Los Alamos National Laboratory

Los Alamos National Laboratory

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Understanding a viral explosion

Understanding the viral replication and dramatic growth that sometimes appears subsequent to ART treatment is the subject of a new study by scientists
November 21, 2019
Transition to HIV exponential growth is rare due to random population dynamics and the need for the infected cells to achieve a critical growth threshold.

Transition to HIV exponential growth is rare due to random population dynamics and the need for the infected cells to achieve a critical growth threshold.

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One of the dreaded features of an HIV infection can be the possible rebound of the virus after undergoing an otherwise successful antiretroviral (ART) regimen. Understanding the viral replication and dramatic growth that sometimes appears subsequent to ART treatment is the subject of a new study by scientists from Los Alamos National Laboratory and the National Institutes of Health’s National Institute of Allergy and Infectious Diseases

The formerly suppressed cells are rare, said study coauthor Alan Perelson of LANL’s Theoretical Division, but occasionally rebound with exponential growth, in situations where the virus manages to exceed a particular, critical population size, he said.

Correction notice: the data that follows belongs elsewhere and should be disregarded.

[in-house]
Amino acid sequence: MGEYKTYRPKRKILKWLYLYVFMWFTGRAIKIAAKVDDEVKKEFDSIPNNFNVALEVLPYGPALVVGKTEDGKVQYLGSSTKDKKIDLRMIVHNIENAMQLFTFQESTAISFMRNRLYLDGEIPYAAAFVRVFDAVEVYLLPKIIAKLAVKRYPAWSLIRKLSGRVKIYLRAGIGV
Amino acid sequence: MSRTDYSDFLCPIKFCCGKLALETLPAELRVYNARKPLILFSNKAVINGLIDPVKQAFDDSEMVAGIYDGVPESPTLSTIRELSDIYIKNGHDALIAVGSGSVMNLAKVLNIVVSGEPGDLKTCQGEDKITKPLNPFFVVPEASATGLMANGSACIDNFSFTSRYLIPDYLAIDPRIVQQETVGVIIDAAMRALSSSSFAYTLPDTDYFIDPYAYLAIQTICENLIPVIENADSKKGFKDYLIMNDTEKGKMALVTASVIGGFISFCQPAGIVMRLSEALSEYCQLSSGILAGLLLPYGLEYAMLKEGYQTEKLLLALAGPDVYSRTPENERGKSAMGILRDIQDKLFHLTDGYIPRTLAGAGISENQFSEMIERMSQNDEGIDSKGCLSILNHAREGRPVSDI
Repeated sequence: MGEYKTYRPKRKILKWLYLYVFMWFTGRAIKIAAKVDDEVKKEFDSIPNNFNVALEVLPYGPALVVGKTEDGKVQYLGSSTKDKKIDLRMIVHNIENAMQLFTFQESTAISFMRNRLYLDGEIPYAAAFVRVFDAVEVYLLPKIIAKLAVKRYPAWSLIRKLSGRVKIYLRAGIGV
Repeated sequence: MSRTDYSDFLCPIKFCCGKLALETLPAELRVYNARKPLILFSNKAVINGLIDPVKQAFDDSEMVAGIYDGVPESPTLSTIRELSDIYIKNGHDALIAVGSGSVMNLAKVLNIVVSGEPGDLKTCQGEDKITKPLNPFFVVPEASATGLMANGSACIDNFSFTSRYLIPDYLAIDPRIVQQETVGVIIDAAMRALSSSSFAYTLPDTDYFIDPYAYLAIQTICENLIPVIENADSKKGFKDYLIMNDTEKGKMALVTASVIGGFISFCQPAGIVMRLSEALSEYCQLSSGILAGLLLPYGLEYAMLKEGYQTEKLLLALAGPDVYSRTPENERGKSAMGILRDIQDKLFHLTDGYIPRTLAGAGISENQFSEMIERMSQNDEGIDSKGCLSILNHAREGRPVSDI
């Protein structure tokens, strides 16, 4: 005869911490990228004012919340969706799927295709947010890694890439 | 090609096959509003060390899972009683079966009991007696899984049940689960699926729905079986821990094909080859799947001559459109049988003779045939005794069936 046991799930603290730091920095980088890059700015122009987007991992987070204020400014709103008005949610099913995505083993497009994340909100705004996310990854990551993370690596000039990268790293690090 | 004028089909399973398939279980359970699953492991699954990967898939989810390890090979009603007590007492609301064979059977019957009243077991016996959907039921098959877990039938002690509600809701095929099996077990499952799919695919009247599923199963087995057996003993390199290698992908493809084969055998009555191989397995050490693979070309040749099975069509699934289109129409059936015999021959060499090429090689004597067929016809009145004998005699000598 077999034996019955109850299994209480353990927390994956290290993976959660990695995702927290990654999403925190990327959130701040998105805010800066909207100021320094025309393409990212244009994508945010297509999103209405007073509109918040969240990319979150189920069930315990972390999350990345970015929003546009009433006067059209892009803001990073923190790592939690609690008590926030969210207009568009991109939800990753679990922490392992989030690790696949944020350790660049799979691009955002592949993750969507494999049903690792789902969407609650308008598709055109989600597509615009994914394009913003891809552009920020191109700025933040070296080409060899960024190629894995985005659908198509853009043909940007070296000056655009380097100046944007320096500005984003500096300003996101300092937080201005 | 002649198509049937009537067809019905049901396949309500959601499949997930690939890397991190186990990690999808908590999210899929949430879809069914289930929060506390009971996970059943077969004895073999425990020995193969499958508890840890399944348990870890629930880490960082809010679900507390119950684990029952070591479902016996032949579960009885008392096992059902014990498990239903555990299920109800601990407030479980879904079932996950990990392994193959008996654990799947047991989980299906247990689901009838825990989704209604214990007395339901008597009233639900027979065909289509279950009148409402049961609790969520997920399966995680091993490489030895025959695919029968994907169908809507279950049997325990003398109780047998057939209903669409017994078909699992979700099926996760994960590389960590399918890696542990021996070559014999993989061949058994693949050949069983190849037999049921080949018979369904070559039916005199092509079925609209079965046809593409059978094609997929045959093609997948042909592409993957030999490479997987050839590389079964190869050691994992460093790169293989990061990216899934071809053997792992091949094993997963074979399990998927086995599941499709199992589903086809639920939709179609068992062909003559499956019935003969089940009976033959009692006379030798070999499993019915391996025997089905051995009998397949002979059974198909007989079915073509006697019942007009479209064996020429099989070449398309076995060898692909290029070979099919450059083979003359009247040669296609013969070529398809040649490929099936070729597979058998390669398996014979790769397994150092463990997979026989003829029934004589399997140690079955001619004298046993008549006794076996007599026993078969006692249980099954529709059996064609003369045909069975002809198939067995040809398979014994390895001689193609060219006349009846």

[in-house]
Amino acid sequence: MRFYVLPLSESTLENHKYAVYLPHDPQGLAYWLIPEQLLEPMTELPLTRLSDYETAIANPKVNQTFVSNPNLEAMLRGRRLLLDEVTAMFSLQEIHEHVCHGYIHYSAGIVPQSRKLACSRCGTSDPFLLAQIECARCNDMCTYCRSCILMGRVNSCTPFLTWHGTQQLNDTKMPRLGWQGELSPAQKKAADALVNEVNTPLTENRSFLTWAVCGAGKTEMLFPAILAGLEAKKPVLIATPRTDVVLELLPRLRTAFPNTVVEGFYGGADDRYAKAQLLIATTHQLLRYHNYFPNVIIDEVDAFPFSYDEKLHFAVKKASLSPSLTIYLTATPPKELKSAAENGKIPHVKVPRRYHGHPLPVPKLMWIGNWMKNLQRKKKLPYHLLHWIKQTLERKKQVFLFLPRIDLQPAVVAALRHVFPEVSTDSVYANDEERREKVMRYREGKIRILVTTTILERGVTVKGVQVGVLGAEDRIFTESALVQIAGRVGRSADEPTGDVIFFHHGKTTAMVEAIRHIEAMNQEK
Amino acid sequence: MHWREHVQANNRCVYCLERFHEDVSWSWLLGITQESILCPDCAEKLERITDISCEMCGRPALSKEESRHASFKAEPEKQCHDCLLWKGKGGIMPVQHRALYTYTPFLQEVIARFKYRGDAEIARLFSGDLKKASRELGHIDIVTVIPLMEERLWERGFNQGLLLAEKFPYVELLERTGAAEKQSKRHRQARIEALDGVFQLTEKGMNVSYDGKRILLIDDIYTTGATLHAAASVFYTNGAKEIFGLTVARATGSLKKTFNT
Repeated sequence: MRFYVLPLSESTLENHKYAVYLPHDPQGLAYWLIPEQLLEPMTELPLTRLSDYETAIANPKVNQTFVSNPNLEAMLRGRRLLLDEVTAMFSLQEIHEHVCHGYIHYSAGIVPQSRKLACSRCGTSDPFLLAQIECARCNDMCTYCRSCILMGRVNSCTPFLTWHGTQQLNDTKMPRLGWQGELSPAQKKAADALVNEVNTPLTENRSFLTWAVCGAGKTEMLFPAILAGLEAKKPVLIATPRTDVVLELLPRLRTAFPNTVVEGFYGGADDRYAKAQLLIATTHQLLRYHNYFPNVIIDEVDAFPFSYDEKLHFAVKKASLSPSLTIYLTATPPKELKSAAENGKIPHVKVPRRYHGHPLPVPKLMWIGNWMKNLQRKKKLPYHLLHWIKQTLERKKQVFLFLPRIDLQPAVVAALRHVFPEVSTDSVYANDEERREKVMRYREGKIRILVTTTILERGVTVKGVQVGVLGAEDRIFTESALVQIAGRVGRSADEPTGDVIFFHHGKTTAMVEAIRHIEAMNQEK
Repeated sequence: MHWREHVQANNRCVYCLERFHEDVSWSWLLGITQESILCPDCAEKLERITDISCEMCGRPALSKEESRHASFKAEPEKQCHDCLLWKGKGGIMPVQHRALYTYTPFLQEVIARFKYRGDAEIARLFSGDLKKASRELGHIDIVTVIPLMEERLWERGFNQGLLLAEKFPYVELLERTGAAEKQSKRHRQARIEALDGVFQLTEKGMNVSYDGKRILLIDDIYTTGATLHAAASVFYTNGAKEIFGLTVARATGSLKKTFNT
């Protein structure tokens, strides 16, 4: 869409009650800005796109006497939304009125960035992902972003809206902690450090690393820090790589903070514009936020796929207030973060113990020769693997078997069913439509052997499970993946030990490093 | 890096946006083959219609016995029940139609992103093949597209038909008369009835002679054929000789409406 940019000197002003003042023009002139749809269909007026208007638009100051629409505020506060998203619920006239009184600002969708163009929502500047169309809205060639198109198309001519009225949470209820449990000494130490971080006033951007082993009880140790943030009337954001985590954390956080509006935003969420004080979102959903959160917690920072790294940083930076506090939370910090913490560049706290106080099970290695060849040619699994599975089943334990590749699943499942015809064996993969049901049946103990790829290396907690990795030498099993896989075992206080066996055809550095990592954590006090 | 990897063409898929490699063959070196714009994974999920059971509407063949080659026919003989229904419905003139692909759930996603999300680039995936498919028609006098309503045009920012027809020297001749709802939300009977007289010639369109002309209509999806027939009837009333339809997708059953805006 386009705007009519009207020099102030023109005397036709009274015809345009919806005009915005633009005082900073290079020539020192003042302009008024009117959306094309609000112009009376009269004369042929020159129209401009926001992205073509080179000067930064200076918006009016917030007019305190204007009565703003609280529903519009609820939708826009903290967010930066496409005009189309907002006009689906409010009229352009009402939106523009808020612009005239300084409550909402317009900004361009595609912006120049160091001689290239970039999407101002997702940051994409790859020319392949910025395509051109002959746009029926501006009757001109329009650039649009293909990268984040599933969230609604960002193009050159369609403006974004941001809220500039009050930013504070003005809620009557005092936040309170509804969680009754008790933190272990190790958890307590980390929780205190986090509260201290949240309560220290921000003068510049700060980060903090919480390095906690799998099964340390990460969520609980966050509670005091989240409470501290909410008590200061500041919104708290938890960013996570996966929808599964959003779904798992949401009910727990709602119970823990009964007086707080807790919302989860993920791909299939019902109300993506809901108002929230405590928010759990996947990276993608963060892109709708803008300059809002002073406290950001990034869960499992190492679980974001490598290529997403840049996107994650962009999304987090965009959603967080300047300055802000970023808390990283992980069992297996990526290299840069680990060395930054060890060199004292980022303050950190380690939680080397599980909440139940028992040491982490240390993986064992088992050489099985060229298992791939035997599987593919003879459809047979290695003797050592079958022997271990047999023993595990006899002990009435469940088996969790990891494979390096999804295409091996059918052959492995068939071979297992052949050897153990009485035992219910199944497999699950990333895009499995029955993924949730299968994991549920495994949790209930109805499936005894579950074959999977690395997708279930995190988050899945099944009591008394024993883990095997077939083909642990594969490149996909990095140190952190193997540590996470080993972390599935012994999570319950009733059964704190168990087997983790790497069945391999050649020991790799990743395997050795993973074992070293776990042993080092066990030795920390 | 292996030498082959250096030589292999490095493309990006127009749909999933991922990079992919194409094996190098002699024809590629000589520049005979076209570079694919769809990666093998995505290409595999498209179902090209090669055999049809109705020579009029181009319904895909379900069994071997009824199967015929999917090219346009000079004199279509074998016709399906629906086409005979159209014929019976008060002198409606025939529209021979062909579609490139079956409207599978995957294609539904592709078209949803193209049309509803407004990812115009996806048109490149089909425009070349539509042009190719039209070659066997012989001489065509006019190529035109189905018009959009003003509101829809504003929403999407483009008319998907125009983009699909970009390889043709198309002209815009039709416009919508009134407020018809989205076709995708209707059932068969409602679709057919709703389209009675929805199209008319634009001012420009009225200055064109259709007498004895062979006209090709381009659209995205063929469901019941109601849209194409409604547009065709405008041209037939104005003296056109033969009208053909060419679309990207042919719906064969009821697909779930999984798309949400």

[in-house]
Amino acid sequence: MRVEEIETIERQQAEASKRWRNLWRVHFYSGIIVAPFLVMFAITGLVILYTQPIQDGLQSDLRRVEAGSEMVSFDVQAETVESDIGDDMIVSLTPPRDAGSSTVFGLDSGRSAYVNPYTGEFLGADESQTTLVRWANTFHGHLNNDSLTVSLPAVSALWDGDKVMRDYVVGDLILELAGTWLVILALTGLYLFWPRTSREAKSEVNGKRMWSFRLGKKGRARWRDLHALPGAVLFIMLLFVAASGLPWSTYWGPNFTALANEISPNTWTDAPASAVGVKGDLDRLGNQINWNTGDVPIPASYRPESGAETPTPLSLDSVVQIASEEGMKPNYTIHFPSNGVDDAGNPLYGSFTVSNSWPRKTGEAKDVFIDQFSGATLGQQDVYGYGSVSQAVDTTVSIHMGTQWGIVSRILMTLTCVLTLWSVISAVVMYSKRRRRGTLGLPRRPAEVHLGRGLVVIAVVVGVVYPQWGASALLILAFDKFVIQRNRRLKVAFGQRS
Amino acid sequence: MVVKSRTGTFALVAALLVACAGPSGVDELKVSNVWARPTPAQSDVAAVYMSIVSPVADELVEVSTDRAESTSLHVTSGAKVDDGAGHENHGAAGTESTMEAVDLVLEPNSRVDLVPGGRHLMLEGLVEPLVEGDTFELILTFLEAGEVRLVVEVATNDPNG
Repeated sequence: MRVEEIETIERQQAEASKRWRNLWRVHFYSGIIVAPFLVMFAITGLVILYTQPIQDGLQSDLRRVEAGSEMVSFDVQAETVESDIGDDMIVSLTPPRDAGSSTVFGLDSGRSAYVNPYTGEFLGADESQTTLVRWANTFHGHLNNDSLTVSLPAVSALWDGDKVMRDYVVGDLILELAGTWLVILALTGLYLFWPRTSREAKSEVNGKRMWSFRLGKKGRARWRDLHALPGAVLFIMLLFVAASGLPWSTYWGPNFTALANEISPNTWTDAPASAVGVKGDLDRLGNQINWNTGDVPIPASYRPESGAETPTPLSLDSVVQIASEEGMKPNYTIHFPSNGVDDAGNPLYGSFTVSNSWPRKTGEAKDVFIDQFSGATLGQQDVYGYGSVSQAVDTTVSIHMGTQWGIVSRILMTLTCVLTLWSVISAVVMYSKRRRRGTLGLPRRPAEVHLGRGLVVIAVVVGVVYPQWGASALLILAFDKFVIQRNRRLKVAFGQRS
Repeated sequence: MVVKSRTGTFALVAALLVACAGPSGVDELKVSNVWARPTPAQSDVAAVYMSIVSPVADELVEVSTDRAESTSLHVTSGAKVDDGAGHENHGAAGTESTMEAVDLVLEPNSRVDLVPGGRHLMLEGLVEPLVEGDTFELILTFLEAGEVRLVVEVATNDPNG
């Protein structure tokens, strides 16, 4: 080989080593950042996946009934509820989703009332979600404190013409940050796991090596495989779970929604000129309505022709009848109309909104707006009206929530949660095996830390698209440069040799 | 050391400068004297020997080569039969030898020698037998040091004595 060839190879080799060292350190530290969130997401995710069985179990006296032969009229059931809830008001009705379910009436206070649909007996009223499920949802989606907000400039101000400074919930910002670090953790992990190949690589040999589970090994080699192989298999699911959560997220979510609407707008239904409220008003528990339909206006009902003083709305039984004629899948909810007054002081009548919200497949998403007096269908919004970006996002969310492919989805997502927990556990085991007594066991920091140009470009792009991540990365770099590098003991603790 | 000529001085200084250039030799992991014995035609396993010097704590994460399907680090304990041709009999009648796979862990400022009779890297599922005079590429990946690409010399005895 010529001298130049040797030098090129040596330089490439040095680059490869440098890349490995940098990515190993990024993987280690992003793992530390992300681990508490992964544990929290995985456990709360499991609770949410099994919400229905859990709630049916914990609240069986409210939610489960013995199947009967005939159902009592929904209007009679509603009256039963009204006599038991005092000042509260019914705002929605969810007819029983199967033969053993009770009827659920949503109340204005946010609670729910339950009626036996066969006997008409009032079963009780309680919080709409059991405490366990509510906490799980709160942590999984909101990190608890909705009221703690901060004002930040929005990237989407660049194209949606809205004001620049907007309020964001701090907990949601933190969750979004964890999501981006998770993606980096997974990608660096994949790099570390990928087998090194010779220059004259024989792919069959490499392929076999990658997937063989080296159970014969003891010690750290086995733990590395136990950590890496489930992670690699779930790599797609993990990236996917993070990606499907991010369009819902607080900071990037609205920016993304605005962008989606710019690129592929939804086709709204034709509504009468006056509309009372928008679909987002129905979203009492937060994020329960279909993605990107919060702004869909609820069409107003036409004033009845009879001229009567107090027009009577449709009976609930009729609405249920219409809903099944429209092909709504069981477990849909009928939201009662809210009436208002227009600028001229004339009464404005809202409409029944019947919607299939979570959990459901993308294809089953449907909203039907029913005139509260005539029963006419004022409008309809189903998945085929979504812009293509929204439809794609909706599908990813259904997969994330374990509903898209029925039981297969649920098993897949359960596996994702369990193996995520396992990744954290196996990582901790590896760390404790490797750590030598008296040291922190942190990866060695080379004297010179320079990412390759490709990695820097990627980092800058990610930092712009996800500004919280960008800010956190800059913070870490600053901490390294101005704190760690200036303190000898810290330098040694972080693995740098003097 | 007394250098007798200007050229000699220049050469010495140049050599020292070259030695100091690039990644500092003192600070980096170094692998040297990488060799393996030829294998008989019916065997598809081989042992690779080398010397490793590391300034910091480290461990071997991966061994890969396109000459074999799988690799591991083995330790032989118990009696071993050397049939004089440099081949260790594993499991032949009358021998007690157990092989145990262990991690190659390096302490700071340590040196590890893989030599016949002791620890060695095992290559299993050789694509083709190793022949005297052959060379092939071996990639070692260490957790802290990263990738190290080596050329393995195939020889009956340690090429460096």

If a single infected cell produces virus, the paper notes, this virus just might infect a nearby cell, which might eventually result in a sustained chain reaction of infection spread. Alternatively, viral extinction may occur at any early step. The process is highly random (stochastic), posing challenges for experimental capture and analysis.

The mathematics behind the new analysis were done at Los Alamos, in the Theoretical Biology and Biophysics group, seeking to define the crucial transition from latency to exponential spread and to document the probability of establishing exponential viral growth.

Publication: Principles Governing Establishment versus Collapse of HIV-1 Cellular Spread.

Jason M. Hataye*, Joseph P. Casazza, Katharine Best, C. Jason Liang, Taina T. Immonen, David R. Ambrozak, Samuel Darko, Amy R. Henry, Farida Laboune, Frank Maldarelli, Daniel C. Douek, Nicolas W. Hengartner, Takuya Yamamoto, Brandon F. Keele, Alan S. Perelson, and Richard A. Koup*.

Cell Host & Microbe
Epub Nov. 21, 2019
Print Dec. 11, 2019